Lee Edward Keenan was born April 21, 1921 to Rew T. Keenan and Gladys (Elliott) Keenan. He passed away March 27, 1995 at Iowa Methodist Medical Center in Des Moines at the age of 73 years, eleven months.
On December 28, 1953, he was united in marriage to Sheryl Henderson of Waukee, Iowa. To this union three children were born, Lynn Baker of Creston, Cheri May of Maloy, and LeAnn Francis of Creston.
Funeral services were held March 31 at the Clearfield Christian Church with Rev. Eydie Stephens officiating. Brenda Ryan and Ron Brown were participants. Music was provided by Jean Huffman, Becky Nelson and Mary Ellen Spurrier.
Casket bearers included Ron Mobley, Greg Mobley, Brian Mobley, Ken Siverly, Marshall Henderson, Sheldon Henderson, Corey Henderson and Jerry Mitchell.
Interment was in the Rose Hill Cemetery in Blockton, Iowa, with Military Graveside Rites by Blockton Post #443, American Legion. He was also a member of VFW of Bedford, Post #11443.
Lee lived in or near Maloy, Iowa all his life, except when he was in the army during World War II. During his duty, he served in the Pacific area.
Lee enjoyed being a farmer and after returning from the war, resided in Maloy where he enjoyed raising large gardens to share with family and friends.
Survivors include his wife, Sheryl; three daughters, Lynn, Cheri and LeAnn; three granddaughters, Melissa and Meredith Baker of Creston and Samantha Hornback of Maloy; two sons-in-law, Paul Baker and George Francis; three sisters, Dorothy (Beryl) Hall, Jean (Karl) Wurster of Mountain Home, AR.; and Virginia (Fred) Siverly of Clearfield; two brothers, Bob (Betty) of Omaha, NE. and Marion (Donna) of Mountain Home, AR.; several nieces and nephews, cousins and many friends. He was preceded in death by his parents, Rew and Gladys Keenan.
The following eulogy was written by Lee’s daughter, LeAnn.
Obituaries serve a function, but they are merely flat, cold presentations of facts. Dad’s obituary states when he was born, that he was a farmer who served in World War II, that he was married and had three children. But, it doesn’t provide the specifics that celebrate who he was and how he lived.
An obituary won’t say that he took his own team of horses, Bird and Roany, to the fields when he was nine, or that he loved to ride old Snowball, the pony.
It won’t tell you that he drove an ambulance during World War II in the Philippines and New Guinea and used to like to ride in the bow of the ship whenever he was transferred. It won’t tell you how homesick he was when he was overseas, or how, when he was finally discharged he showed up at Uncle Guy’s house in Blockton and Aunt Mony (Mauny) made him breakfast.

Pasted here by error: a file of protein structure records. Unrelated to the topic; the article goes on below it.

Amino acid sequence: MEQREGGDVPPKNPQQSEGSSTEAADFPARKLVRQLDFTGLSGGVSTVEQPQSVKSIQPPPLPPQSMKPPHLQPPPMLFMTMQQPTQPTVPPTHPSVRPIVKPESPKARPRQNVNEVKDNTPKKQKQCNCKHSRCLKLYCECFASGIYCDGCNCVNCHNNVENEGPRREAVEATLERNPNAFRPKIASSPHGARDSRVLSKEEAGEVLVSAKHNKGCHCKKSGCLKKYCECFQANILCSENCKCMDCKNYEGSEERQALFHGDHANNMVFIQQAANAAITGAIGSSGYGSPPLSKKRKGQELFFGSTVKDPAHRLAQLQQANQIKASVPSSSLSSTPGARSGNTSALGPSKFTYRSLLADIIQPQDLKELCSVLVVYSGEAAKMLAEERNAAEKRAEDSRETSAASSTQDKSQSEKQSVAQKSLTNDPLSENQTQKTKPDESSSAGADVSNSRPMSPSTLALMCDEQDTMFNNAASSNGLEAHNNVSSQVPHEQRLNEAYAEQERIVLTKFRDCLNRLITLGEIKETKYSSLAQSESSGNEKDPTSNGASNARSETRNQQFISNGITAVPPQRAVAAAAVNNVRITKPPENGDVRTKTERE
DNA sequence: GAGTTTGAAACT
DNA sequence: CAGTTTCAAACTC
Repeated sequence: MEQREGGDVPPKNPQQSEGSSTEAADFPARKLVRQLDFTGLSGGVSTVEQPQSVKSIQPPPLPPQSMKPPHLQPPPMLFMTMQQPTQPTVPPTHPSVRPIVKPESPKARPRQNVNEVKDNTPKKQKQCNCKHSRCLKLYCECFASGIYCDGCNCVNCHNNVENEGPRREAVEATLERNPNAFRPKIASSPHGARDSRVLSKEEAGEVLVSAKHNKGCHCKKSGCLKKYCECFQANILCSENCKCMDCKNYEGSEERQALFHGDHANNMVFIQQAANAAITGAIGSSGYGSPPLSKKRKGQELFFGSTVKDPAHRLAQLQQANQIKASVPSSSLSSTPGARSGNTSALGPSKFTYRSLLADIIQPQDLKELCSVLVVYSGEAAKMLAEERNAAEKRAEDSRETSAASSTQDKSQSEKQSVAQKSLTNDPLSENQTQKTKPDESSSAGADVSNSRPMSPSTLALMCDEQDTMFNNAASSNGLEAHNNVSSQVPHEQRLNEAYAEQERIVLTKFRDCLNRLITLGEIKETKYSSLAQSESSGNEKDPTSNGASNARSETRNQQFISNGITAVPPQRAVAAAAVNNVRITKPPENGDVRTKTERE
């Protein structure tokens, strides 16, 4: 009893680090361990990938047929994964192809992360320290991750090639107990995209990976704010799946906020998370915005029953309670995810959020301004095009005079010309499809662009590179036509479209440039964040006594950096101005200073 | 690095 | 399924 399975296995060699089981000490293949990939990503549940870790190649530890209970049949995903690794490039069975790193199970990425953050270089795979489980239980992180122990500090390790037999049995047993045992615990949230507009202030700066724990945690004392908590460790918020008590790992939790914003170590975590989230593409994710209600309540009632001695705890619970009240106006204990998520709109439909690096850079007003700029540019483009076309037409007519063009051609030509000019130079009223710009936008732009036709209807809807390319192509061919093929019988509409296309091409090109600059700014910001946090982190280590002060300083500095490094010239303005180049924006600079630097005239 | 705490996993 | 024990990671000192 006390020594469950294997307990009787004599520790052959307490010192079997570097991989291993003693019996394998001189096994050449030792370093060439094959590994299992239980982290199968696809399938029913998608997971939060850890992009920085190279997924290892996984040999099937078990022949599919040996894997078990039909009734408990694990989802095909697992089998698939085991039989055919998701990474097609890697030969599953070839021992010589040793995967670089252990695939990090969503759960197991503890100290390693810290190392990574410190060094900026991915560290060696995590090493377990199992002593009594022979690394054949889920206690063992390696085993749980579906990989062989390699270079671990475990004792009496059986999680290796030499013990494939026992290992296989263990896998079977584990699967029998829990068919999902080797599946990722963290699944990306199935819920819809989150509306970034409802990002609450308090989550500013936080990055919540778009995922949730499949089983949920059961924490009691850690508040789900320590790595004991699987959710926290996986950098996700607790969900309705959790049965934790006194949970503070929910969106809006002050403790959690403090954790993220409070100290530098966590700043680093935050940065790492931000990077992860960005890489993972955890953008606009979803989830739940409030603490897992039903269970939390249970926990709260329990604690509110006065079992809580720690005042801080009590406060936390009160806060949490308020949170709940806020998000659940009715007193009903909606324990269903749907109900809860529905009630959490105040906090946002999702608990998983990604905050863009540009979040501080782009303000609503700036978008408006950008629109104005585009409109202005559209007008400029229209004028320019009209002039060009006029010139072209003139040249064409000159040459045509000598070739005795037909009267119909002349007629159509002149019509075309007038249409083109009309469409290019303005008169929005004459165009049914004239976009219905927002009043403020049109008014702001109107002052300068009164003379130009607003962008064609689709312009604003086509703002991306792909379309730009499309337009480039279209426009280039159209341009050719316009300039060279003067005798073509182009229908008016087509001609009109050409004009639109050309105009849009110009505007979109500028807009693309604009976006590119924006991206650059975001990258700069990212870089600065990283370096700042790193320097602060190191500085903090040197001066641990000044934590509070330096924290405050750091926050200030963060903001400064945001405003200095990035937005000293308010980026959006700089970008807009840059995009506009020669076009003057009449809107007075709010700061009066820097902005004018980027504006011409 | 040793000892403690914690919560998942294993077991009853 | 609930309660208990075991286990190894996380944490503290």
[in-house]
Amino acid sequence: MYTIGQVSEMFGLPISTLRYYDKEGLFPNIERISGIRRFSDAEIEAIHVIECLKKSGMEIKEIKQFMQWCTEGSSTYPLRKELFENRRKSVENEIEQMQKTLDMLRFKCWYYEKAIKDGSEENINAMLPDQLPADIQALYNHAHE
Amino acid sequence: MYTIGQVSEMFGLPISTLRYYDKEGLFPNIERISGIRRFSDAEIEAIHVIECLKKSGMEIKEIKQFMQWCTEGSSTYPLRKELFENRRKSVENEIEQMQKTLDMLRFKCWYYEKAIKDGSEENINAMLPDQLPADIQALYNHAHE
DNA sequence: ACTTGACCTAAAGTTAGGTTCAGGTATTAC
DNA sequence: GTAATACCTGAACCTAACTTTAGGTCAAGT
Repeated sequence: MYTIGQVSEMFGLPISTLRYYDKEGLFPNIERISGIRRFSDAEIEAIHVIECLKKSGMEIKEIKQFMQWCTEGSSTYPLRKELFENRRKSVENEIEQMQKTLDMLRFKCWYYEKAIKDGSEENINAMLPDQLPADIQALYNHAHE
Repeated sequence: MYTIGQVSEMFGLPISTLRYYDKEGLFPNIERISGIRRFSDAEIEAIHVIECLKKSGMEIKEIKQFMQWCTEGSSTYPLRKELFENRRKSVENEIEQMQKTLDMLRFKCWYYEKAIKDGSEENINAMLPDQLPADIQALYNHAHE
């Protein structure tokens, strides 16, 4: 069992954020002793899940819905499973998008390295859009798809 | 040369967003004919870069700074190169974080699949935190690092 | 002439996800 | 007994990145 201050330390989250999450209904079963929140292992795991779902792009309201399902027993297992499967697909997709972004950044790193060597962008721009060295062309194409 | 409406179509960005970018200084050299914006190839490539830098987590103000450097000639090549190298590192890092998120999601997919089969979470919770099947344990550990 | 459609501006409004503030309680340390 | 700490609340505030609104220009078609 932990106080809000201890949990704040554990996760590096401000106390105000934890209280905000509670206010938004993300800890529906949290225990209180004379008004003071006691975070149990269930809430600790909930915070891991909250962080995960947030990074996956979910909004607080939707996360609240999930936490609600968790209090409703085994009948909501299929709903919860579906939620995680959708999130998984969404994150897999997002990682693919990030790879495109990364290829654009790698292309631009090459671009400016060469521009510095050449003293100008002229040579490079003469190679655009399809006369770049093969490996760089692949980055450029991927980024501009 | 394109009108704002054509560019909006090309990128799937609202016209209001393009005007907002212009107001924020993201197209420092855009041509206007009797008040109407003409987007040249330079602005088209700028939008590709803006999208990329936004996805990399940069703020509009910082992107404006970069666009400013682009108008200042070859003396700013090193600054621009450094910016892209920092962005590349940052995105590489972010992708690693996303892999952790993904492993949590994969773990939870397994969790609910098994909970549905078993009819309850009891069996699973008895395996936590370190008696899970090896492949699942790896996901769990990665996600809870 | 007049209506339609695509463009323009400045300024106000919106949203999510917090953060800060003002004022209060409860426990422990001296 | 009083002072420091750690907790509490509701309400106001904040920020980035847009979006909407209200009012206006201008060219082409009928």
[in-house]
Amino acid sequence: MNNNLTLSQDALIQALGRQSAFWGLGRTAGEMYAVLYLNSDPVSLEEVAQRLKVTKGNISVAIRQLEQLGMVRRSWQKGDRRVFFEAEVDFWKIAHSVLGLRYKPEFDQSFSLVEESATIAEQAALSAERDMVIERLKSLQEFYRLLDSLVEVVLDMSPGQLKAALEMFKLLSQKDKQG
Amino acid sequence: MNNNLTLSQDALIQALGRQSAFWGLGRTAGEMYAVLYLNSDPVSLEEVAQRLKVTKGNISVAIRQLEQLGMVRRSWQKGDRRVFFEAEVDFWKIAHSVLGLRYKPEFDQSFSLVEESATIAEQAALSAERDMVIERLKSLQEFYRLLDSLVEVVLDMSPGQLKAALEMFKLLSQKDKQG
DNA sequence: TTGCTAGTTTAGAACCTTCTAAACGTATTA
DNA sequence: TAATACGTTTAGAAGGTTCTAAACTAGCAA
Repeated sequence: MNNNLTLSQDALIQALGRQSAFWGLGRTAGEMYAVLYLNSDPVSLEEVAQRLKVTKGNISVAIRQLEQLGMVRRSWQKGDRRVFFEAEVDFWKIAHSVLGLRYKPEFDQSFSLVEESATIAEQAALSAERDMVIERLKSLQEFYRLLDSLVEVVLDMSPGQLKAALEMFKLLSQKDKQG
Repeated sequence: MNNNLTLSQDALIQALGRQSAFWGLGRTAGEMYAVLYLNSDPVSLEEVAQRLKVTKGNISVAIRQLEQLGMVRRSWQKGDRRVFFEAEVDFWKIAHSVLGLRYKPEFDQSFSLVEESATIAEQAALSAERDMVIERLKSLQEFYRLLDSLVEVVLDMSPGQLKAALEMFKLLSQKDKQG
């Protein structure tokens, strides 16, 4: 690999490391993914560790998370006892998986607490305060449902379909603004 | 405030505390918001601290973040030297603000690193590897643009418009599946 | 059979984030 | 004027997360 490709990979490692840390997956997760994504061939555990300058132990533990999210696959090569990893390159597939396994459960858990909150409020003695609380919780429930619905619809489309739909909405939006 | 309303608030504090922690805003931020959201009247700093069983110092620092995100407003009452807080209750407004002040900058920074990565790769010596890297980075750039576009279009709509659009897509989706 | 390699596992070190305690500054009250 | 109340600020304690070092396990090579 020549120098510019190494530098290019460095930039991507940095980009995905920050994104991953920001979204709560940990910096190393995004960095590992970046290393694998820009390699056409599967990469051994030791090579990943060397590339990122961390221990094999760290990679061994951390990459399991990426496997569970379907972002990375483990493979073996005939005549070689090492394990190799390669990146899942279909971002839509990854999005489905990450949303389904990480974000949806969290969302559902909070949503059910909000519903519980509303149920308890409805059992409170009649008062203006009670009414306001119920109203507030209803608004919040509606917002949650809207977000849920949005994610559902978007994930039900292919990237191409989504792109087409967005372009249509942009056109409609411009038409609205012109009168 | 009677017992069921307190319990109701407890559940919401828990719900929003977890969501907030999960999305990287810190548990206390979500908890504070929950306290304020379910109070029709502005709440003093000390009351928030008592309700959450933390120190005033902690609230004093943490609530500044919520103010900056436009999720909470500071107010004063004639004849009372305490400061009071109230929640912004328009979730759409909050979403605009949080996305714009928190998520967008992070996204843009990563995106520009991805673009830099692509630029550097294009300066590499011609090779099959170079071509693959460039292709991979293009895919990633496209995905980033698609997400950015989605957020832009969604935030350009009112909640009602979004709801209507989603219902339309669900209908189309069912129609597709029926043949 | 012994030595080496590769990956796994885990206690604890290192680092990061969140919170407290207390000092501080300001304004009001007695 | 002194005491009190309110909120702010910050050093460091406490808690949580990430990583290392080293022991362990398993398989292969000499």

Neither will it say that he stood Mom up on their first date..but, thankfully, not their second.
It won’t say that he was a great cook, as long as it was hamburgers and baked potatoes cooked in tin foil..with occasional onions.
Or that he probably broke a toe or two on a stubborn old sow, but always knew which Angus calf belonged to which Angus cow.
Or that we always knew he was close if there was a fresh banana peel sprawled in the driveway.
It won’t say that he was a regular fan at Melissa and Meredith’s ballgames or once went to four dance recitals in two days. Or that he pretended to be shocked when Samantha, fresh from the bathtub, zoomed around his chair.
It won’t describe his bright blue eyes or thick, sturdy hands, calloused by years of hard work or the deep farmer’s tan that went clear to his soul.
It won’t tell you that he was a good, kind, generous man who would help anyone who needed it. Or how much he loved his family and how much they loved him.
Wednesday, glancing through some old pictures, I found a letter he’d written me, answering the question I, when in my family history mode, had posed about aspects of his life. In his words; “Farming is a good life and a good place to raise your kids, but here isn’t too much money in it.”
“Large families are good. I enjoyed living at home, but I had a good mother and father. We had lots of fights, but they were all worthwhile.”
“I wouldn’t have wanted to live without my wife. Life would be pretty dull without my wife. I would say I do again. I guess we have had a good life.”
“The highlights of my marriage were when my kids were born. I had wonderful kids, you. Kids are more valuable than all the money you can have.”
My Dad never thought he was a rich man, but by looking around at all the family, friends and neighbors who’ve come to tell him good-bye, I can tell you that he was as rich as anyone can be, and that we are rich because we were lucky enough to know him.
We’ll miss you, Dad. But the next time a voice in my head says, “You know you can drive on the top half of the gas tank just as easy as the bottom,” I’ll know you’re still looking after us.